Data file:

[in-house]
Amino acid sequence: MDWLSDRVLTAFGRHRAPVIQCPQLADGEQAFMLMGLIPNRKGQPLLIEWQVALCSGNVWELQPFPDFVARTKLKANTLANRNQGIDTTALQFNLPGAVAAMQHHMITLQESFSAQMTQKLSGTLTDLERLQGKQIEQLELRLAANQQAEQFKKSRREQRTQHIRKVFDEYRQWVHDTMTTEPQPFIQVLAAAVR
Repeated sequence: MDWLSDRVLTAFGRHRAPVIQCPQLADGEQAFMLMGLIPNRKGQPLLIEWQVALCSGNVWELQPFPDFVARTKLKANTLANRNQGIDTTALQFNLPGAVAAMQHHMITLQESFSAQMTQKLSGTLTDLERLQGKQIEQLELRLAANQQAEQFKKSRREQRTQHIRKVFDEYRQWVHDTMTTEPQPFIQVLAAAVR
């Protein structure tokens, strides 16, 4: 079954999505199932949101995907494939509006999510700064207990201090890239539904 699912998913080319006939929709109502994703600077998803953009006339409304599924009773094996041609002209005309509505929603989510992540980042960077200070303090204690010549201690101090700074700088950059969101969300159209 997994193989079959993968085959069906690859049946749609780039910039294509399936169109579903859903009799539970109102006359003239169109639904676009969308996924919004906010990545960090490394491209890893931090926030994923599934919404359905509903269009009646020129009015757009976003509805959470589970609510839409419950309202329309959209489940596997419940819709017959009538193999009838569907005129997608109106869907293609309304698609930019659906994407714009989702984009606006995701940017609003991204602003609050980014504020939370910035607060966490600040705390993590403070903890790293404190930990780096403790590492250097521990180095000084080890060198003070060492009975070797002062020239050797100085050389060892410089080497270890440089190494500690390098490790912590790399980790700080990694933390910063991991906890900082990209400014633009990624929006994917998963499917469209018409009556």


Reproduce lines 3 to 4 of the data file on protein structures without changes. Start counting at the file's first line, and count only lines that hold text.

Repeated sequence: MDWLSDRVLTAFGRHRAPVIQCPQLADGEQAFMLMGLIPNRKGQPLLIEWQVALCSGNVWELQPFPDFVARTKLKANTLANRNQGIDTTALQFNLPGAVAAMQHHMITLQESFSAQMTQKLSGTLTDLERLQGKQIEQLELRLAANQQAEQFKKSRREQRTQHIRKVFDEYRQWVHDTMTTEPQPFIQVLAAAVR
């Protein structure tokens, strides 16, 4: 079954999505199932949101995907494939509006999510700064207990201090890239539904 699912998913080319006939929709109502994703600077998803953009006339409304599924009773094996041609002209005309509505929603989510992540980042960077200070303090204690010549201690101090700074700088950059969101969300159209 997994193989079959993968085959069906690859049946749609780039910039294509399936169109579903859903009799539970109102006359003239169109639904676009969308996924919004906010990545960090490394491209890893931090926030994923599934919404359905509903269009009646020129009015757009976003509805959470589970609510839409419950309202329309959209489940596997419940819709017959009538193999009838569907005129997608109106869907293609309304698609930019659906994407714009989702984009606006995701940017609003991204602003609050980014504020939370910035607060966490600040705390993590403070903890790293404190930990780096403790590492250097521990180095000084080890060198003070060492009975070797002062020239050797100085050389060892410089080497270890440089190494500690390098490790912590790399980790700080990694933390910063991991906890900082990209400014633009990624929006994917998963499917469209018409009556």